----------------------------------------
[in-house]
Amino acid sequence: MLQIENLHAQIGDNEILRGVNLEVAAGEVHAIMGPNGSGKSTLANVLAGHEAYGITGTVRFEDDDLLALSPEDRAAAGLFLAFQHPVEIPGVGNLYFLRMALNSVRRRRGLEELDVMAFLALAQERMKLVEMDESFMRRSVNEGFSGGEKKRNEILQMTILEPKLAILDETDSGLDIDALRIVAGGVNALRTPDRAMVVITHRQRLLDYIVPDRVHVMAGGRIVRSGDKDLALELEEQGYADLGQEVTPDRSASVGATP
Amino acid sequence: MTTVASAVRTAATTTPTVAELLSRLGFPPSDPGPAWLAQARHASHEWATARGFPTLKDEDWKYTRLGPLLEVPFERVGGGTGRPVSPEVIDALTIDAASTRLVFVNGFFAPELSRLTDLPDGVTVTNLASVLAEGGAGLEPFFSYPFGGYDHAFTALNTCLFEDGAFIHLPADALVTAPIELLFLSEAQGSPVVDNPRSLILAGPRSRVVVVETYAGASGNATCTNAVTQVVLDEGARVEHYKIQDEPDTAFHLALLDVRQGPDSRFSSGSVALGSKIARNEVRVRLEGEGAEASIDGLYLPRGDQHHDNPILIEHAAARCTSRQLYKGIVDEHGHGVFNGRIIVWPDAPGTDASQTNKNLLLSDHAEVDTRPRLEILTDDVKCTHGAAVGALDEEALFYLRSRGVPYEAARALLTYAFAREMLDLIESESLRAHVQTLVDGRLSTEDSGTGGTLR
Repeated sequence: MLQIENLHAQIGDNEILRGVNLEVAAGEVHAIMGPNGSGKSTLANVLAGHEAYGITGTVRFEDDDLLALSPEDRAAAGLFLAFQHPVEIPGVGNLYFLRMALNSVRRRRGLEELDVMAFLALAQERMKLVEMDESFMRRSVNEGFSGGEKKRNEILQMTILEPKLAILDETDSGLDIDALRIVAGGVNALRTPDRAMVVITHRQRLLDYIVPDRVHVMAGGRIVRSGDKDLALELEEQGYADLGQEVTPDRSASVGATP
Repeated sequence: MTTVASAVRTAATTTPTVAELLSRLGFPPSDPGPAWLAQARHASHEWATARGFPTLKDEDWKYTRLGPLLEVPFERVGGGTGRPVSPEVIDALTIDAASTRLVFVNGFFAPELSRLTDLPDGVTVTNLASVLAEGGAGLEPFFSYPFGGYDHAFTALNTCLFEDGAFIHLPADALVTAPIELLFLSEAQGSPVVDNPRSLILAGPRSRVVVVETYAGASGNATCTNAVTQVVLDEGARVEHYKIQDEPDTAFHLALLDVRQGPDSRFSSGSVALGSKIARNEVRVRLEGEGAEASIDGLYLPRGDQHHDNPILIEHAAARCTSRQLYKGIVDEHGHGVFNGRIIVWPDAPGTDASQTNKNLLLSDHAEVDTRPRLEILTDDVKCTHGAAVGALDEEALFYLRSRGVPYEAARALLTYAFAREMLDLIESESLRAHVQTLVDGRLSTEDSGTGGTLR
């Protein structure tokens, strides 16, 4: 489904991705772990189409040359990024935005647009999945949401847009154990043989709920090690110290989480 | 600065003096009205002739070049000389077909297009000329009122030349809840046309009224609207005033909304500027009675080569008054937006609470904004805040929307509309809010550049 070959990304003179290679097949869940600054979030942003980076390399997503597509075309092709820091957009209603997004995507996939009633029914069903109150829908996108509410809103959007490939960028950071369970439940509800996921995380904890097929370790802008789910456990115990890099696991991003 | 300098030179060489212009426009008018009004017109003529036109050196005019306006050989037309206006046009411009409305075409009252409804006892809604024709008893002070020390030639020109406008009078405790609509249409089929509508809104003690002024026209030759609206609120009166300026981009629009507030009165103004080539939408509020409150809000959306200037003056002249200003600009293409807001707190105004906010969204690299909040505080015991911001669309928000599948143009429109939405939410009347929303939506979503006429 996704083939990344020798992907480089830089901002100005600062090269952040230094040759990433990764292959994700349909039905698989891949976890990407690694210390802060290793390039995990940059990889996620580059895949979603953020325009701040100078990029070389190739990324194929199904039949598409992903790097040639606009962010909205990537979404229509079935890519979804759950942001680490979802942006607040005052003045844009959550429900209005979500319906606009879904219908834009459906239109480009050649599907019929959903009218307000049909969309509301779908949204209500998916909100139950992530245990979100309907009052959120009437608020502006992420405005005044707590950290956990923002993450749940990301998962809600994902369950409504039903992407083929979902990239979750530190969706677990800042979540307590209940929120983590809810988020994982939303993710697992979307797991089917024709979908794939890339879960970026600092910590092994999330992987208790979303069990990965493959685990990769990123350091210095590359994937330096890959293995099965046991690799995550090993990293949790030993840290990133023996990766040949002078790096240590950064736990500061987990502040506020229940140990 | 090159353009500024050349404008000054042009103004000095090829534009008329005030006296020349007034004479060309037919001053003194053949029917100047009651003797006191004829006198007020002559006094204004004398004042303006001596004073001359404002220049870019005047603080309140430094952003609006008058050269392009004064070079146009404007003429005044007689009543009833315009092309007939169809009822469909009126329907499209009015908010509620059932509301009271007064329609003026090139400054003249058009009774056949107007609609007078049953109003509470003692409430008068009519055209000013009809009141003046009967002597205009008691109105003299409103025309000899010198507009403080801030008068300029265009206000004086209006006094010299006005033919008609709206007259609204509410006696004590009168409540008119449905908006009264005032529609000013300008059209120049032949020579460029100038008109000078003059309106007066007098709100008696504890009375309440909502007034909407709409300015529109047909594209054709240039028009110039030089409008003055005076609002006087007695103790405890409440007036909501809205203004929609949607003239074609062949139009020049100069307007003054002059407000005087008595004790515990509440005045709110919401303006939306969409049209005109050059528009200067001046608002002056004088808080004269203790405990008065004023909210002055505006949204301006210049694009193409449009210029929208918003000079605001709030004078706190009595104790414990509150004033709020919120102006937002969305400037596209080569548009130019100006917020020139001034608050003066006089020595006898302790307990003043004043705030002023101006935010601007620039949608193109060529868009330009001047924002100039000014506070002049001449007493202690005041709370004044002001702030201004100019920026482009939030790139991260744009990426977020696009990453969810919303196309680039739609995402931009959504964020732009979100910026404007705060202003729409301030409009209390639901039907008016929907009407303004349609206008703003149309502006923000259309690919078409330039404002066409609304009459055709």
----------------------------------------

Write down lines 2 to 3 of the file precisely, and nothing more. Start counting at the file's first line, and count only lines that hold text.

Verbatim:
Amino acid sequence: MLQIENLHAQIGDNEILRGVNLEVAAGEVHAIMGPNGSGKSTLANVLAGHEAYGITGTVRFEDDDLLALSPEDRAAAGLFLAFQHPVEIPGVGNLYFLRMALNSVRRRRGLEELDVMAFLALAQERMKLVEMDESFMRRSVNEGFSGGEKKRNEILQMTILEPKLAILDETDSGLDIDALRIVAGGVNALRTPDRAMVVITHRQRLLDYIVPDRVHVMAGGRIVRSGDKDLALELEEQGYADLGQEVTPDRSASVGATP
Amino acid sequence: MTTVASAVRTAATTTPTVAELLSRLGFPPSDPGPAWLAQARHASHEWATARGFPTLKDEDWKYTRLGPLLEVPFERVGGGTGRPVSPEVIDALTIDAASTRLVFVNGFFAPELSRLTDLPDGVTVTNLASVLAEGGAGLEPFFSYPFGGYDHAFTALNTCLFEDGAFIHLPADALVTAPIELLFLSEAQGSPVVDNPRSLILAGPRSRVVVVETYAGASGNATCTNAVTQVVLDEGARVEHYKIQDEPDTAFHLALLDVRQGPDSRFSSGSVALGSKIARNEVRVRLEGEGAEASIDGLYLPRGDQHHDNPILIEHAAARCTSRQLYKGIVDEHGHGVFNGRIIVWPDAPGTDASQTNKNLLLSDHAEVDTRPRLEILTDDVKCTHGAAVGALDEEALFYLRSRGVPYEAARALLTYAFAREMLDLIESESLRAHVQTLVDGRLSTEDSGTGGTLR